An extraordinary amount of time is incurred in discovery asking for records that may not even exist, or asking for records that do exist, but the other side declines to produce records that were not requested using just the right terms. Once the records are identified, wasteful paper-based productions occur because the requesting party did not insist on an electronic production, usually because of concerns that an electronic production may not be usable or understood. All of this wasted effort can be avoided easily.
Today, practically all business records exist electronically. Many records exist only in an electronic form. All of these electronic records can be produced much more quickly, cheaply, and easily than ever occurred with paper. For all these reasons, your discovery requests should initially focus on digital records.
A corporate-representative deposition on electronic-discovery issues should be the very first discovery action you take. This quickly obtains an overview of your opponent’s data systems. When done at the beginning of a case, senseless argument over what information exists and does not exist is avoided, because you then have the benefit of a party admission. Under FRCP 30(b)(6) and analogous “person most knowledgeable” state-court rules, you can send a notice that lists topics of inquiry, and this obligates your opponent to provide a witness(es) who has knowledge of the topics you list.
The subpoena should include a demand to produce records that identify the location, format, and character of your opponent’s data. Specific requests include all records that describe or memorialize:
1. Written data retention policies, and a description of the data retention policies actually in place
2. All technical manuals, network architecture diagrams, booklets, guidelines, memoranda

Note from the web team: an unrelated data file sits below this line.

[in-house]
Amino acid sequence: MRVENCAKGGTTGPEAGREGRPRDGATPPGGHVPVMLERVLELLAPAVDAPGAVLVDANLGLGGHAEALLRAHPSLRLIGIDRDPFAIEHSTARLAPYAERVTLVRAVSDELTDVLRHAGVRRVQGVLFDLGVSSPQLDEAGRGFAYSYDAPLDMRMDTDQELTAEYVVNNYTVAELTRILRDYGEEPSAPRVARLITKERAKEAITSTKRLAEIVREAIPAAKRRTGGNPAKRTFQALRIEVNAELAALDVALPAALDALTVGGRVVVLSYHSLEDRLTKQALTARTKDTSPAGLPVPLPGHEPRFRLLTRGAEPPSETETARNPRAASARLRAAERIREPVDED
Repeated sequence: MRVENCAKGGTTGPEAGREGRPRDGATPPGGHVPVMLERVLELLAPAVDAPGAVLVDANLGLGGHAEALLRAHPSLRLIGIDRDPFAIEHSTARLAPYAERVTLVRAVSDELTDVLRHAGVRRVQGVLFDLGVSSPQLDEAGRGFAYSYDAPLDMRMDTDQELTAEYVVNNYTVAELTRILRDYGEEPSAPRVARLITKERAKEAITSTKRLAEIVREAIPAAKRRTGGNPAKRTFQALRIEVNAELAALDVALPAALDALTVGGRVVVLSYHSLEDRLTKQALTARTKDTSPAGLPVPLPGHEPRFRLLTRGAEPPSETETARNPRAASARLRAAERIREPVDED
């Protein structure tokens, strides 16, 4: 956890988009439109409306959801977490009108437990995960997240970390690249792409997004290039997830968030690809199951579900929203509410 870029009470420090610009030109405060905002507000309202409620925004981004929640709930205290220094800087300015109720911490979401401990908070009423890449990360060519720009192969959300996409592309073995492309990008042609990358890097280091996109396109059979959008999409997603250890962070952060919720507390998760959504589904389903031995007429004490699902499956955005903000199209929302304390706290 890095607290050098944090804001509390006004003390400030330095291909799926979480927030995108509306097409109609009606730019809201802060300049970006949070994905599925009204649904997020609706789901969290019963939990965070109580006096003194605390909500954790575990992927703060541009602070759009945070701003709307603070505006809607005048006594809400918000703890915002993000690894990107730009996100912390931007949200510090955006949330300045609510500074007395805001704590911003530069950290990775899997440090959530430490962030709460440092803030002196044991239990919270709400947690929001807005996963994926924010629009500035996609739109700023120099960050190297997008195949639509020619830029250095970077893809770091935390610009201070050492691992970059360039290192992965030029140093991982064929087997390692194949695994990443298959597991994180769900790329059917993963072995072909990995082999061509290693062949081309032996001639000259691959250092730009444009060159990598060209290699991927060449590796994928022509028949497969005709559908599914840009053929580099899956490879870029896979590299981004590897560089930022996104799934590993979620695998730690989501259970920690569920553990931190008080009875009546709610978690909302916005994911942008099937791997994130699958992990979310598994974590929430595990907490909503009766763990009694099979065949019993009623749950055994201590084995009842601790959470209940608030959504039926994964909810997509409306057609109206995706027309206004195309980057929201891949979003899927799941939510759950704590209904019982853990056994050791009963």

3. Policies and procedures for managing electronic information, including:
a. Individuals with administrative level access to the network
b. User permissions for accessing, modifying, and deleting data;
c. Utilization of data deletion programs;
d. Schedule for formatting hard drives or reinstalling software applications;
4. Servers or computers serving as a central repository of any information for the organization – Information should include:
a. Server name of each system
b. Physical location of each system
c. Operating systems and versions of each system
d. Business purpose of each system (e.g., webserver, accounting system, fileserver, etc.)
e. Critical applications running on each system, and the versions of each
f. Critical databases or information stores found on each system
5. Current and former users on the network
6. Individuals responsible for access to information systems on the network (e.g., accounting systems, operations systems, human resources databases)
7. List of each computer or device (i.e., PDA, removable media) with network access, including physical location
8. Location and description of personally owned computers used by employees for business purposes
9. Accessibility of computer systems from outside the office